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Joe Judge, Matt Rhule and Mike McCarthy. Photo Illustration: Aïda Amer/Axios

The Cleveland Browns are the lone remaining NFL team with a head coaching vacancy following the recent hires of Joe Judge in New York, Matt Rhule in Carolina and Mike McCarthy in Dallas.

The state of play: The Browns have already interviewed Chiefs OC Eric Bieniemy, Ravens OC Greg Roman and 49ers DC Robert Saleh. Eagles DC Jim Schwartz, Vikings OC Kevin Stefanski and Patriots OC Josh McDaniels will be interviewed later this week. There's an announcement expected by Saturday.

Joe Judge (Giants)

"The Giants hired the Pats' receivers coach the year Pats receivers went to hell," writes The Ringer's Danny Heifetz. "But there are reasons to think Joe Judge — who also led one of the league's best special teams units — could succeed in New York."

  • Age: 38
  • Contract: N/A
  • By the numbers: Judge will be the third-youngest NFL head coach after the Rams' Sean McVay (33) and the Bengals' Zac Taylor (36).
  • Meet Joe: A Philadelphia native, Judge played college football at Mississippi State, was a part of all three Patriots Super Bowl teams in the 2010s and was a special teams assistant on Nick Saban's staff during two of Alabama’s recent national championship seasons (2009, 2011).
Matt Rhule (Panthers)

Rhule had become one of the hottest names in NFL head coaching circles after turning around programs at Temple and Baylor. He's finally been lured away from college football and will take over a franchise facing an uncertain future.

  • Age: 44
  • Contract: Seven years, $60 million
  • By the numbers: This past season, Baylor became the only Power 5 team to ever make a conference championship game two seasons or fewer after going 1-11 or worse (the Bears were 1-11 in 2017).
  • What they're saying: "Matt is a very good people manager. And I think a good people manager is a good people manager, college or pro," said Panthers owner David Tepper. "He's not afraid of constructive confrontation, not afraid to challenge coaches or players. He's a head coach."
Mike McCarthy (Cowboys)

Instead of making a sexy hire (Lincoln Riley, Urban Meyer), the Cowboys made the sensible one, choosing the most experienced coach on the market. One thing's for certain: McCarthy won't get a decade-long leash like Jason Garrett did.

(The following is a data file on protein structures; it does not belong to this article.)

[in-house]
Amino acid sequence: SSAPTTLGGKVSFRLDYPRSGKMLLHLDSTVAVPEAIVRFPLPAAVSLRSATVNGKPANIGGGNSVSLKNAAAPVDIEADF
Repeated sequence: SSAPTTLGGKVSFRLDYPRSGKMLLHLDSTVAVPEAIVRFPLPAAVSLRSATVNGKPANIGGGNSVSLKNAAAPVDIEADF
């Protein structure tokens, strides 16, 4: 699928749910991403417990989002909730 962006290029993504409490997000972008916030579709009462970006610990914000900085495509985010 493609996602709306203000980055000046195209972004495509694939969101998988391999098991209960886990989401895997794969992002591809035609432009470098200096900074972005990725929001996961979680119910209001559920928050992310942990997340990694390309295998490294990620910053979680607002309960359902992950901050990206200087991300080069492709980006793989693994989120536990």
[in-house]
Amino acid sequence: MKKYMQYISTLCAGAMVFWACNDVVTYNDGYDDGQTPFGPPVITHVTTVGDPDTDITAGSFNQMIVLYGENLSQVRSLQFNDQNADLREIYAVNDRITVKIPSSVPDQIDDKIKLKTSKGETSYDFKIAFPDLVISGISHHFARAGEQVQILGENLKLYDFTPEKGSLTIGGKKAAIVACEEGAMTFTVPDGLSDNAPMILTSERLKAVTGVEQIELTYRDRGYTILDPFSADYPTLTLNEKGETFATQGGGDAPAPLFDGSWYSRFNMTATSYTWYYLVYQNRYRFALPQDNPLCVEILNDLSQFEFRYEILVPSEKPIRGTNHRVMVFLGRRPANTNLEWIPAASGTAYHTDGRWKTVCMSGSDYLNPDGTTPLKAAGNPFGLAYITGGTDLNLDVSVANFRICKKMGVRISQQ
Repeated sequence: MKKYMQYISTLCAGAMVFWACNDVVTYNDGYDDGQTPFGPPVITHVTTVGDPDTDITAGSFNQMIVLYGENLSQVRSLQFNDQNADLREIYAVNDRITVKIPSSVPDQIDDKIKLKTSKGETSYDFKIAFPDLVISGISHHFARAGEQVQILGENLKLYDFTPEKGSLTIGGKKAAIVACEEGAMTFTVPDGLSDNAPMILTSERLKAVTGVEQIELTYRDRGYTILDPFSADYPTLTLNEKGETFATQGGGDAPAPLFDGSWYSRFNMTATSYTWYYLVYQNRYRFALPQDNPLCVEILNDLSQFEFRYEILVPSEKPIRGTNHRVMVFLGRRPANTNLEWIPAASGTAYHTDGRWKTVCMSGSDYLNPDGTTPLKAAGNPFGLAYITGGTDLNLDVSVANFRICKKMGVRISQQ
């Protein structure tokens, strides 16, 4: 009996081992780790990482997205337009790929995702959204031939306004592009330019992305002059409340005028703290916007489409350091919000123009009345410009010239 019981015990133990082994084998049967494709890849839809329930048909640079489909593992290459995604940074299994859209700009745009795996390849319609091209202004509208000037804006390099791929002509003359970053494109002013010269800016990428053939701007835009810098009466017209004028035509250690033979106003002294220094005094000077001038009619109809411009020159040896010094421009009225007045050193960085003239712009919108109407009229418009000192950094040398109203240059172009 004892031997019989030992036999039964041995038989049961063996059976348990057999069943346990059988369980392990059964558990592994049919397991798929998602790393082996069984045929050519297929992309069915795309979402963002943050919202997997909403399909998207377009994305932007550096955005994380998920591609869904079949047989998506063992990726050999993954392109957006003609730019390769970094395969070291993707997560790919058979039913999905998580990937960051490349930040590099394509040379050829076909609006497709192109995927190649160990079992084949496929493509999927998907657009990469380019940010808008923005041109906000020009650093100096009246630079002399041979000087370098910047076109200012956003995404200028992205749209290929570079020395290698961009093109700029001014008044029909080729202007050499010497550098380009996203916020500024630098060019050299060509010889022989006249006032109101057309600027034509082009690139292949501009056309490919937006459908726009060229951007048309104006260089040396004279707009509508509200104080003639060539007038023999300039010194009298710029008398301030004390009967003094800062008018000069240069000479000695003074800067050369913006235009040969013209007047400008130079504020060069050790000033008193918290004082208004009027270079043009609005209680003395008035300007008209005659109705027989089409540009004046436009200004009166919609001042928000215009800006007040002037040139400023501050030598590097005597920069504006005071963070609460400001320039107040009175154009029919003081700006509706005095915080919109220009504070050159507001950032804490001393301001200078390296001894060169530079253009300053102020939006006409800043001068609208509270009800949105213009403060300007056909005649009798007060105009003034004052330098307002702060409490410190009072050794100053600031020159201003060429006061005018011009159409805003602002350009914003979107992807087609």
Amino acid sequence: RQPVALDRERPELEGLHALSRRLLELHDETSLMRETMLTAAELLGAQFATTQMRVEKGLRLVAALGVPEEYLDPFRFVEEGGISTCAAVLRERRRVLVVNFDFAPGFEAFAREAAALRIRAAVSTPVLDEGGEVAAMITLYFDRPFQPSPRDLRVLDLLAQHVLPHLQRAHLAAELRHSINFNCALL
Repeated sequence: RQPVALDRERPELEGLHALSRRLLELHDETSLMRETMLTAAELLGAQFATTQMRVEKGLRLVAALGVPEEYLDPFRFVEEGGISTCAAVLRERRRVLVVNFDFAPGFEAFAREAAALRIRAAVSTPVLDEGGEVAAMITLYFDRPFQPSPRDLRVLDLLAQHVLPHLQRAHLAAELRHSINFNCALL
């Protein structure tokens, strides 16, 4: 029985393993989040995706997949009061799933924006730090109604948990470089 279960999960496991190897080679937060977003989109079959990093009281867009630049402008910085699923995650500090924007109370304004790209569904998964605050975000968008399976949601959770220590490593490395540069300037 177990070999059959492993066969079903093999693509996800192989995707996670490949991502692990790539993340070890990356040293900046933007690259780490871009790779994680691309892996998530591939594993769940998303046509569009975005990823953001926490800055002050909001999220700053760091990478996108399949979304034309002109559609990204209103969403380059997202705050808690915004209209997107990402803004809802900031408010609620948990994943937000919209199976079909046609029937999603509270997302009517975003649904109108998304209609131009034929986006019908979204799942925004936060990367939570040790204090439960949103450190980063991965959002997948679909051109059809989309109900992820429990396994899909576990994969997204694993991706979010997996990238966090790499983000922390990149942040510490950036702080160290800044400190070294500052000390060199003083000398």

• Age: 56
  • Contract: Five years, money N/A
  • By the numbers: McCarthy was 125-77-1 in 13 seasons with the Packers, where he won a Super Bowl and became the fourth NFL coach to lead a franchise to at least eight straight playoffs (Tom Landry, Chuck Noll, Bill Belichick).
  • Déjà vu: This move is reminiscent of the Chiefs' decision to hire Andy Reid in 2013 after he'd grown stale in Philadelphia despite winning a bunch of games. Reid, who was 55 when he took over in Kansas City, has yet to have a losing season there.

Go deeper: Increased viewership ups the stakes for the NFL's broadcast rights

Go deeper

Updated 4 hours ago - Politics & Policy

Supreme Court backs religious groups on New York coronavirus restrictions

Photo: Saul Loeb/AFP via Getty Images

The U.S. Supreme Court ruled late Wednesday that restrictions previously imposed on New York places of worship by Gov. Andrew Cuomo (D) during the coronavirus pandemic violated the First Amendment.

Why it matters: The decision in a 5-4 vote heralds the first significant action by the new President Trump-appointed conservative Justice Amy Coney Barrett, who cast the deciding vote in favor of the Catholic Church and Orthodox Jewish synagogues.

USAID chief tests positive for coronavirus

An Air Force cargo jet delivers USAID supplies to Russia earlier this year. Photo: Mikhail Metzel/TASS via Getty Images

The acting administrator of the United States Agency for International Development informed senior staff Wednesday he has tested positive for coronavirus, two sources familiar with the call tell Axios.

Why it matters: John Barsa, who staffers say rarely wears a mask in their office, is the latest in a series of senior administration officials to contract the virus. His positive diagnosis comes amid broader turmoil at the agency following the election.

Bryan Walsh, author of Future
11 hours ago - Health

COVID-19 shows a bright future for vaccines

Illustration: Annelise Capossela/Axios

Promising results from COVID-19 vaccine trials offer hope not just that the pandemic could be ended sooner than expected, but that medicine itself may have a powerful new weapon.

Why it matters: Vaccines are, in the words of one expert, "the single most life-saving innovation ever," but progress had slowed in recent years. New gene-based technology that sped the arrival of the COVID vaccine will boost the overall field, and could even extend to mass killers like cancer.